'The Fuji faithful are suitably impressed and Fuji will probably hold on to their 3% market share. But this is a very competitive area and most of the X-Pro 2's competitors now have 4K video, which the X-Pro 2 doesn't. I'm sure that when a proper grip is added it will handle well but this, together with the somewhat pointless X-70 and the even more pointless X-E2 'upgrade' are hardly going to set the photographic internet alight.'Read More
The soundimageplus blog has been going since 2007 and to date has over 12 million page views. Written by David Taylor-Hughes, a professional stock photographer, it includes photographic articles dealing with a wide range of themes including film and digital photography.
And lets not forget that it's only recently that (certain) photographers have become overly obsessed with clean, noise free, faultless images. From Julia Margaret Cameron through Man Ray to Robert Mapplethorpe, the (sometimes extreme) manipulation of images has always been central to the photographers 'art' and for a while there it seemed to disappear. Now I've been as guilty as most in trying to get super clean, super glossy, blemish free images, but like a lot of photographers I was always a closet 'filter head.' So that's why I'm somewhat enthusiastic for these new (old?) ways of image alteration.
The whole world, photographers and myself may well get tired of it in time, but my feeling is it's going to be around for a while yet. It's already creeping into the somewhat conservative British print media and I suspect we are only at the beginning of this. I fully expect the 'instagram' look to start spreading across all forms of visual communication. Simply because it's different, it gets peoples attention and it's currently fashionable.
Above are some pictures from a while ago taken with a Minolta 5MP 7i. And the old becomes the new.
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In the latest edition of Digital Photographer Magazine there is a article entitled "The Digital revival of film"
"A rise in vintage and retro trends across all industries, particularly within fashion, has seen a new emerging demand from photographic generations both young and old. What used to be avoided by camera designers is now being embraced, as 'old-fashioned' just got fashionable. The retro cameras and film style photos from the past are back, aesthetically at least."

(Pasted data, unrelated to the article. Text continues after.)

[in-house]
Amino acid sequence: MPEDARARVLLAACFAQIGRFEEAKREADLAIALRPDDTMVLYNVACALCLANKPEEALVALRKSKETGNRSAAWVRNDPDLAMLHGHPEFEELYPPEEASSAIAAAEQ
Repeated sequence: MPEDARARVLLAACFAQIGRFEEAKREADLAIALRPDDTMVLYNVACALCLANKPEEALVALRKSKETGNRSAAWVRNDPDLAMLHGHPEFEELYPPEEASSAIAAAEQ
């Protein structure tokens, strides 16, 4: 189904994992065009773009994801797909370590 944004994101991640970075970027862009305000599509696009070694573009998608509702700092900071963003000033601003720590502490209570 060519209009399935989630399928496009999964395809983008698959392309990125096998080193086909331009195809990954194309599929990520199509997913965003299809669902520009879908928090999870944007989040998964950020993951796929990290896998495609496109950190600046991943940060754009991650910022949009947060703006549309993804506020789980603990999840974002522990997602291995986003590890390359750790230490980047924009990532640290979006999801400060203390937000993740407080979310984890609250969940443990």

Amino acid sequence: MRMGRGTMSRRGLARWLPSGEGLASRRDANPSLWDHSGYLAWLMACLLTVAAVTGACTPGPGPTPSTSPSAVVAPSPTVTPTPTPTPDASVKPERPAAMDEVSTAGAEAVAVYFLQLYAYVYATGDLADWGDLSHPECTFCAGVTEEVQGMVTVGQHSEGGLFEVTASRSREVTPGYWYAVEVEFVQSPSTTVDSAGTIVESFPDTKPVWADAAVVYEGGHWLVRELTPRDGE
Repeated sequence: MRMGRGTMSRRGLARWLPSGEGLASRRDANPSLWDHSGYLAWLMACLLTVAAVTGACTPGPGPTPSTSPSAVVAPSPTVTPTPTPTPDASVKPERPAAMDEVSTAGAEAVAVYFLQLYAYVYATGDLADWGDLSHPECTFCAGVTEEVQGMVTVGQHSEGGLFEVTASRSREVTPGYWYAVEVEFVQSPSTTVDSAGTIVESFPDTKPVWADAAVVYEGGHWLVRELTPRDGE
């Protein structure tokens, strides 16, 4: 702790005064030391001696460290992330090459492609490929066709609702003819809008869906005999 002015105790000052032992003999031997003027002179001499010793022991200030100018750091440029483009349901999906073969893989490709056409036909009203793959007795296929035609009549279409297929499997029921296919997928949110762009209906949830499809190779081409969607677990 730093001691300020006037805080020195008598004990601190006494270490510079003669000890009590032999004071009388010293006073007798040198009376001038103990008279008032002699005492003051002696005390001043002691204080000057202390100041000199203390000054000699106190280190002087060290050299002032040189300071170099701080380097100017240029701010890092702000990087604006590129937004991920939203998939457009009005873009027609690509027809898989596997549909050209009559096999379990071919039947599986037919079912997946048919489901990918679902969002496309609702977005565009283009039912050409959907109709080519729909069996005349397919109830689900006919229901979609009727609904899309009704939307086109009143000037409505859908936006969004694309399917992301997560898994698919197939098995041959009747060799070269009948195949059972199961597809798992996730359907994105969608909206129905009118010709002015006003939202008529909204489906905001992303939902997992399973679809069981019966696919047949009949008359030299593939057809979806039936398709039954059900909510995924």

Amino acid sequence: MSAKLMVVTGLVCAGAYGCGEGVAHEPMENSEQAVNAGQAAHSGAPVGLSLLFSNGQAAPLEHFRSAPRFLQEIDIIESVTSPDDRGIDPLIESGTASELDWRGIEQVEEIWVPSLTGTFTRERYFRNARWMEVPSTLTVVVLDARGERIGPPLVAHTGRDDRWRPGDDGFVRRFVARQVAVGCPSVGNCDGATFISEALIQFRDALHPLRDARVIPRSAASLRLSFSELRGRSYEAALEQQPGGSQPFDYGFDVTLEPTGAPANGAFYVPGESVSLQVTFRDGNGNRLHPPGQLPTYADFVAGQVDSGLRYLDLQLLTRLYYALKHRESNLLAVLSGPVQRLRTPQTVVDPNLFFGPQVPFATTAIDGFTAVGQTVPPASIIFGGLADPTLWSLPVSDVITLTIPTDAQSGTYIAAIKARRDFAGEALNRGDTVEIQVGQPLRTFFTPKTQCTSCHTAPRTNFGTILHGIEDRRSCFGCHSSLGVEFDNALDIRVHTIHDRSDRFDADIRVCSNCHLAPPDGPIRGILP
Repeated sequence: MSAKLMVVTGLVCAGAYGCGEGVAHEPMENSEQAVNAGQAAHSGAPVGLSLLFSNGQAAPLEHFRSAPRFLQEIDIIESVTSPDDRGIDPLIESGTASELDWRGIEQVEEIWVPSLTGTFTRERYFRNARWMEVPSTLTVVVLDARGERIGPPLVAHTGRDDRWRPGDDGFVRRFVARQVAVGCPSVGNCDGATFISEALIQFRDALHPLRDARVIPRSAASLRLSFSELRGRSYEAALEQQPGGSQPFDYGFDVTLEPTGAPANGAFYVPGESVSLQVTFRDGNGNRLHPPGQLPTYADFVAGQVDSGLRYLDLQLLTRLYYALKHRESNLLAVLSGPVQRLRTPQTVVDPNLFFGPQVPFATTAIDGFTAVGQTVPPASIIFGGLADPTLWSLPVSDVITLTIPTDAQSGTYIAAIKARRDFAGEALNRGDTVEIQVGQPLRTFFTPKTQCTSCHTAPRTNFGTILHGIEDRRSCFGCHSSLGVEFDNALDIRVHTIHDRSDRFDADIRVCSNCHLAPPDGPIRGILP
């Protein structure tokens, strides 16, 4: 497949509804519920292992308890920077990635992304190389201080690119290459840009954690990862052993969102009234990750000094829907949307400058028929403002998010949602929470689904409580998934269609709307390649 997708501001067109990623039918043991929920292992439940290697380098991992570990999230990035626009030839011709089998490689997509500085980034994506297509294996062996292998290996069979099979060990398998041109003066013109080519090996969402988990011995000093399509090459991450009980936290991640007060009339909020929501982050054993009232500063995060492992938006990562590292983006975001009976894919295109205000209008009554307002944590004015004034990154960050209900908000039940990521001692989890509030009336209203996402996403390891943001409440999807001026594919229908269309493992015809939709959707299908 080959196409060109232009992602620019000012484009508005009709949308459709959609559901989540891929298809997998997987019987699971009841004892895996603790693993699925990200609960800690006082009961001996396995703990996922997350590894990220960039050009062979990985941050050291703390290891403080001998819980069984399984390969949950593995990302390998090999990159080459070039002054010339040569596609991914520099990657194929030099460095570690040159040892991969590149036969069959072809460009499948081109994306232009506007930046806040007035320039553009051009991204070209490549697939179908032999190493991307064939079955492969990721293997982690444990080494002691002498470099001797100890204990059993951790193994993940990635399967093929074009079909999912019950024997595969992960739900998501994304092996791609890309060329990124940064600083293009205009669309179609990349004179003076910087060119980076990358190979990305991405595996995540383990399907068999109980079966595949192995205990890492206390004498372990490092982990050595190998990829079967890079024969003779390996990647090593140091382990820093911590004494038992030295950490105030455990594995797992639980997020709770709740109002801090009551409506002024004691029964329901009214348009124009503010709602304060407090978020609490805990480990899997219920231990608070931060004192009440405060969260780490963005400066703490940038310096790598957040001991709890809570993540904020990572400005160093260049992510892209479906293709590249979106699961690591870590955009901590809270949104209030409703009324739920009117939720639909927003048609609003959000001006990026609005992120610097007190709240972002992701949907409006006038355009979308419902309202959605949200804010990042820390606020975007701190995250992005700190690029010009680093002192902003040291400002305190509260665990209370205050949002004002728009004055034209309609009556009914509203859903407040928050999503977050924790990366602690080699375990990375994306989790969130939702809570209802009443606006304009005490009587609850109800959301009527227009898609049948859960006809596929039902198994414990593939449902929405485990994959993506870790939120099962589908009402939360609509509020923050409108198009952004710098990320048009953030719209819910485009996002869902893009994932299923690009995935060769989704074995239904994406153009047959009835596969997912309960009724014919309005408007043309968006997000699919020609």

They cite as an example the Chanel No.5 ad at the top of the page with the cameo appearance of a Leica M8.
The article goes on to talk about, retro designs in cameras such as the Olympus Pens and Fuji X100, the resurgence of Leica and the increasingly popular editions of vintage/retro and nostalgic processing now available in cameras.
Thus proving that those of us who go weak at the knees at the sight of some chrome and leather are not alone!!
None of this implies that those who use digital cameras are about to go back to using film, but there is some evidence that images that look like they might have shot on film are becoming more popular.
As an early adopter of digital, when I started putting those images onto picture library websites they were very much in the minority. They did look different, cleaner, less contrast etc. and proved very popular. After a few years virtually everything looked like that and I suddenly found that my film scans became my best sellers. By then I'd worked out how to make my digital shots look like they might have been taken on film. I've lost count of the number of times I've been asked "Do you still shoot film?" and I get comments all the time saying, "Thats a film look."
So is there a difference between a "film look" and a "digital look" ?
Here are three versions of a recent picture I took.
Far left is the raw file "developed" in Rawker. This is the closest to what the original file would be with no processing whatsoever. The middle version is with auto processing in Photoshop ACR and with auto contrast applied in Photoshop. Its also very similar to the out of camera jpg. The version on the right is after I've done some work in Photoshop and is closest to what it looked like in reality.
I know which one I prefer.
Words - David
Images - David and Ann